Be true to who are you and never take yourself too seriously.

There’s been a lot of change in the industry and a lot more demand for thoughtful fashion. Where do you see the industry heading and where do you hope to see the brand in five years?

We touched earlier on the industry being in a constant state of flux. Although the demand for thoughtful fashion is high, it’s about executing those ideas in a way that is both economically approachable yet made with integrity and quality in mind. We have some exciting projects in development that further solidify that vision. In five years, that will see us busier than ever before. We’re very excited to share these with you all very soon.

If you want to check out SFTM's pieces in person, you can head to the brand's first ever sample sale starting November 25. If you needed any more reason, you also have the chance to pick up a $500 voucher to spend at the sale. Click here fore details.

songforthemute.com

Photography: 
Daniel Gurton

Leave a comment

Related

Equal parts style and substance.
From the rawness of heartbreak, to a place of renewed strength.
On NYC, Panorama Music Festival and Brazillian poetry.
On music, long-distance relationships and supporting local talent.
A glimmering record full of love and heartbreak.
Home hangs with Emma and Alice.
We hang at home with the two best friends.
Because shopping IRL is so much more fun than online.
No fashion week should be without a good hair director.
Talkin nail polish, EPs and the possibility of a Killing Heidi Reunion.
A little West Coast act doing big things.
Inspired by the not-so-nice stuff about being a woman.
Meet the label prioritising social responsibility.
And other handy job application tips.
An in-depth look at the woman behind the label.
We get to know one of Melbourne's busiest musicians.
What it’s really like growing up in a cosmetics empire.
Talking M&M’s in ice-cream and Skittles in vodka.
Fascinated and a little intrigued, we quizzed the duo behind the Spanish label.
Mim and Liv NERVO have taken the world by storm.
Melbourne's fun new jewellery label tells us what's up.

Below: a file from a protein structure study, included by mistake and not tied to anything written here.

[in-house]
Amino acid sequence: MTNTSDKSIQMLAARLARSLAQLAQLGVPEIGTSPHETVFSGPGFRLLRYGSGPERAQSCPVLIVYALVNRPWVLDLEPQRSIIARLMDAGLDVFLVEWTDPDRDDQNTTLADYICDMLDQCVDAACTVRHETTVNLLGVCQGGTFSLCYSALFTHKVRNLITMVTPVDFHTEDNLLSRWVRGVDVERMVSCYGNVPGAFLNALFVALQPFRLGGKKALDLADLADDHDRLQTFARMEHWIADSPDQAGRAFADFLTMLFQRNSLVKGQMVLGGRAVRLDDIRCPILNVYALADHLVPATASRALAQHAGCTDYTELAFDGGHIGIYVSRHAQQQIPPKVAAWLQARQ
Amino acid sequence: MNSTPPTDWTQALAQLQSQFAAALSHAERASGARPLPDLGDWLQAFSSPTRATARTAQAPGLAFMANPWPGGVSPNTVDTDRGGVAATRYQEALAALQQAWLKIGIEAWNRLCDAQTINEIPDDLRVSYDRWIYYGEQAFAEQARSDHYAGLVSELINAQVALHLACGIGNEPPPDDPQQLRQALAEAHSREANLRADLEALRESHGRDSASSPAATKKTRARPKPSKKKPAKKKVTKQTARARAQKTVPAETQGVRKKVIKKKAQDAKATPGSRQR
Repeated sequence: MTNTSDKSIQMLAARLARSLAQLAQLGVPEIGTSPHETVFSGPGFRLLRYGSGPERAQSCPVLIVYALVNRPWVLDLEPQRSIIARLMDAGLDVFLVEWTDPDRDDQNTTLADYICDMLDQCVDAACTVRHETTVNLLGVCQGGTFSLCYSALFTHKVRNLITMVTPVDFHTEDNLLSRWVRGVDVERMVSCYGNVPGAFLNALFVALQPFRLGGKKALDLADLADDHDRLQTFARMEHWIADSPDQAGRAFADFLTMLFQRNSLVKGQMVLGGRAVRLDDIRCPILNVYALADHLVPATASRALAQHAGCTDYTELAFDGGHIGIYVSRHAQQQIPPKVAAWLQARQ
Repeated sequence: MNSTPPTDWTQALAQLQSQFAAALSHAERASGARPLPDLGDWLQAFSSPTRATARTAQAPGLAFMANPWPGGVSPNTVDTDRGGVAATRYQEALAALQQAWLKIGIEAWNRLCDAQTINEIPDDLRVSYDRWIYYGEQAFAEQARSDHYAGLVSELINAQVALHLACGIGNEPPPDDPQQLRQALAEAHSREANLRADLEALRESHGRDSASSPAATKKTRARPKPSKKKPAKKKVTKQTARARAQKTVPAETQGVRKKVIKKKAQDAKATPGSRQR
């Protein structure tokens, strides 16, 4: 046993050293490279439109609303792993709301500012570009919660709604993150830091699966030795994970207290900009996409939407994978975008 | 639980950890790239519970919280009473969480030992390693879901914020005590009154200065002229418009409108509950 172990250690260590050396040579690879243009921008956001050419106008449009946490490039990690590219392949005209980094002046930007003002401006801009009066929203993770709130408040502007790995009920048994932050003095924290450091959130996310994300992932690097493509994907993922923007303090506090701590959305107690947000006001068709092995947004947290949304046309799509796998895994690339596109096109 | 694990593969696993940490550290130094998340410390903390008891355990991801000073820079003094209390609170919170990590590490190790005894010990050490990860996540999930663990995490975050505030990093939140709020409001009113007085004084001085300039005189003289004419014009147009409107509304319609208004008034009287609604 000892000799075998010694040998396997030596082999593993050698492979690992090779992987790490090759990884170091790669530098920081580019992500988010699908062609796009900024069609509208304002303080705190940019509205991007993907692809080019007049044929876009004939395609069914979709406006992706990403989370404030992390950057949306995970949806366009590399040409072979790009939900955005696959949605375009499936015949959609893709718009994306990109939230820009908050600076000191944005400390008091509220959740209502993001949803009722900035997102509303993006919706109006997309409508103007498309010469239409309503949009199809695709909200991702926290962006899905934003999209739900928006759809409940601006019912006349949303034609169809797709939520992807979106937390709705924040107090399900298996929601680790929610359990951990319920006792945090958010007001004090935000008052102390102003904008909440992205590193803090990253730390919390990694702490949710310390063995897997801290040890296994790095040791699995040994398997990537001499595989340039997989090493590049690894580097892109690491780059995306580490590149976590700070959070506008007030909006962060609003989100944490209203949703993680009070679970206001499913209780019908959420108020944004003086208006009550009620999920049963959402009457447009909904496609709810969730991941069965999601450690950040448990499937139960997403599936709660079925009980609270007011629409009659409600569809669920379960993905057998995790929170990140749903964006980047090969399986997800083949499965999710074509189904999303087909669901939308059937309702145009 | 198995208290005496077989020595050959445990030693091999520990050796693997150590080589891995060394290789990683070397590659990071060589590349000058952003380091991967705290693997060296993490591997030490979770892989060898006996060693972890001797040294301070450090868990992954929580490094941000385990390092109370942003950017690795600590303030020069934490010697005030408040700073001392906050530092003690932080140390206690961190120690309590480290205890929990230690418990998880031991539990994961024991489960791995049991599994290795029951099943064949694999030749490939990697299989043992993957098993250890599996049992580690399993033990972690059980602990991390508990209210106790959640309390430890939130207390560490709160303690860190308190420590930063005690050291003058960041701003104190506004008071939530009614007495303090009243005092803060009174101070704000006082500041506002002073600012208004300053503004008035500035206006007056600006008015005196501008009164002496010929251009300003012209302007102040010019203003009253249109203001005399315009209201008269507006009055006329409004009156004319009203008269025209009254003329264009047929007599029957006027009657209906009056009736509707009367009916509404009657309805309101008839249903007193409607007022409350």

Because pun-derpants are the best idea.
MAX&Co. present their SS15 collection, worn by Olivia Palermo
Taylor Swift tells ASOS Magazine the life lessons she’s learnt.
Emma Mulholland's latest collection will have you bird crazy
Guaranteed to make you feel like a Spice Girl.
Nostalgia for the ‘80s and an appreciation of Aussie culture— Client Liaison evoke a corporate narrative, to the point where I...
If you’ve spent time on any fashion website during the last five years – which is pretty likely – then you have encountered Julia...
"THE SCHEDULE HAS CHANGED. I'VE GOT COURTNEY LOVE ON HOLD. CAN YOU SPEAK TO HER IN 30 SECONDS?"
Angela Missoni talks about the history of the iconic Italian fashion house.
Sydney based Gee & Jae The Label know that on-trend jewellery doesn't have to be expensive
We hit up Joey and Rob from ELEVEN Australia for some insider tips, nifty tricks and picked their brains on how they made it in...
When you hear the words ‘Swedish folk music’ the first image that jumps to mind is probably men in tiny green overalls yodelling...
We chatted to Kelis about her line of sauces, the Kelis food truck at SXSW, what she loves most about fashion and of course her...
Ashlea Chong branches out from POC denim to create her own eponymous label.
New label, Skodia, has released a beautiful new lookbook for their maiden collection.
LA born BANKS has been capturing global attention. We caught up with her to chat songwriting, messages from the universe, and why...
We chat to Lily Allen ahead of her Australia tour Splendour in the Grass headline appearance
Stevie Dance’s story is pretty much a fashion industry fairytale.
Desert Designs might just be the most inter­est­ing design col­lab­o­ra­tion going around.